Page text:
Wandering Jude points out the implicit message here: Jews who attend synagogue services have no substantive spirituality, especially when compared to Christians who attend church.
Kefira and Chaim realize that at the same time that Missouri Ann had come into Kefira's room (at 2 am) to pray for Chaim, that was the same time that Chaim's almost-fatal fever had broken. Chaim says, "I knew God was in it, but I've never heard of anything like this before.... I've doubted God ever since I've been here... But now I don't think I can do that anymore."
Sounds like a coincidence to me, but who is Wandering Jude to doubt a miracle?
Again, the reader is led on a path toward an anti-Judaism polemic. Nothing spiritual can come out of the Jewish tradition, we seem to be told.
"Josh had been very careful to put no pressure on Kefira, but now after sitting silently for a moment, he said, "I don't want to offend you, Kefira, but one of my prayers is that one day you'll know Jesus." ... "Why would you want me to be a Christian?" "Because I think everyone needs Jesus..... Jesus is all that held me together, Kefira. If it hadn't been for Him, I don't know where I'd be."
Josh is a good closer (in the salesman's lingo). He doesn't put much pressure on at first, but when the time is right....
Kefira says, "I've been reading about Jesus. There's nobody else like Him in all of history, but have I been wrong all my life? My whole family is Jewish. None of them believe in Jesus."
"Her Jewish heritage ran deep and the thought of forsaking it, which had occurred to her of late, gave her a pain in her heart."
After reading about Jesus' attitude toward women in the New Testament, Kefira is struck by the contrast (in her mind) between Jesus and other ancient and even modern Jews. She remembered that her father had told her "that some Jews, when they said their prayers, always added the phrase, "And thank you, God, for not making me a woman." He had shaken his head and told her this was wrong, but Kefira had never forgotten it."
It would take too long for Wandering Jude to respond to this canard, but suffice it to say that yes, there is such a prayer in the Orthodox prayer book, but it is culturally based, not misogynist. (And all the progressive movements in Judaism today have removed or changed this prayer). What the narrator fails to point out is that Jesus and Paul and all the other early Jewish Christians probably prayed this very same prayer each morning.
"Closing the New Testament, Kefira clasped it in both hands.... How she must have felt, Kefira thought wout a burst of emotion, when He said, "Thy sins are forgiven." And when He said, "Thy faith hath saved thee." ... She felt also a great void within her own heart, for she had hardness there against men and even against God for allowing her life to be so difficult. Now, however as she read of Jesus and His loving spirit and His generosity and kindness toward a sinful woman, she whispered, "How can I hate a man who does such things as this?"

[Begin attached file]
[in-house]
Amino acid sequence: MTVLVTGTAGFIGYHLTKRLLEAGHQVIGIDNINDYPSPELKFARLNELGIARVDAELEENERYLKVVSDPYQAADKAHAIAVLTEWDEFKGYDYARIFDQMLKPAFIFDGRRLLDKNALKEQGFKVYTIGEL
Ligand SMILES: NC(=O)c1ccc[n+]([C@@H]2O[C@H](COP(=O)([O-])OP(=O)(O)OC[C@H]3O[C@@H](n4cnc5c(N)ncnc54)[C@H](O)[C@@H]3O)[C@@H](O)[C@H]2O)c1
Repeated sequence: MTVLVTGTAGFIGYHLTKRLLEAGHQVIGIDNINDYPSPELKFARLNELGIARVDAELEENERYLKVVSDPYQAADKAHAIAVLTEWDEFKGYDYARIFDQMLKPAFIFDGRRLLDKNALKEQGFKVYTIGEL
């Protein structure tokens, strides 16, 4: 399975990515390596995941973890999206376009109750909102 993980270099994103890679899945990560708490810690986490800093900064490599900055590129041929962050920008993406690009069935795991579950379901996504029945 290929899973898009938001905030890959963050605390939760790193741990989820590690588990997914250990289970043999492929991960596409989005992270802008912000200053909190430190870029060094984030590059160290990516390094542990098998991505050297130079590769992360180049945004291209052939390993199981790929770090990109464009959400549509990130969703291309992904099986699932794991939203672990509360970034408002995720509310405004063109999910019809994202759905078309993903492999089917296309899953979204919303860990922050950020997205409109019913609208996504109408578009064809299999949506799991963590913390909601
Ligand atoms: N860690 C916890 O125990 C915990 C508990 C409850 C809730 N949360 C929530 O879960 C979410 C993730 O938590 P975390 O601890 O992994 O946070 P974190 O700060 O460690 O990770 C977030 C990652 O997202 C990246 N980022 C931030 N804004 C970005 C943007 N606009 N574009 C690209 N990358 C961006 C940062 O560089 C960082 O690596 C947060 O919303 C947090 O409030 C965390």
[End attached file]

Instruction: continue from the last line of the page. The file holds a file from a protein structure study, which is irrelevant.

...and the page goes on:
Kefira makes a good point (about not hating Jesus), but she confuses embracing Jesus as a good man and as a fellow Jew with embracing his Messiahship. Two very different things.
"Oh, Jesus, if this is the kind of a man you are, I cannot hate you any longer." She did not know how to pray, for she had prayed mostly in formal patterns, but now out of her heart came the prayer. "Show me the way, O almighty and eternal God. If this Jesus is your son, make me to know it. That I too may fall before Him and weep as another sinful woman once did."
After several twists and turns of the plot, Kefira gets lost in the desert. "As the time passed, she felt the lostness of her spirit, and then she thought of death itself -- and what came on the other side of death. The Jewish religion had little to say about it, but she knew that Christians were very positive about heaven, believing that the moment they ended this life they would step into the presence of a holy God and a living savior."
"Oh, Jesus, I am no better than that woman. I'm worse than she is! I'm just a sinner. But I'm afraid, and I need you. I need you to help me. I believe that you forgave that woman's sins, and I bring my sins to you, and I ask you to forgive me. That's all I know how to do, Jesus." ... "I don't know how to become a Christian," she sobbed, "but I will do anything, Lord Jesus. Forgive my sins and take me to yourself." .... "Is that you, Lord Jesus?" she whispered, and then in the silence she heard no voice. But in her heart there was a peaceful certainty she had never experienced before, and she knew that she had found her Messiah."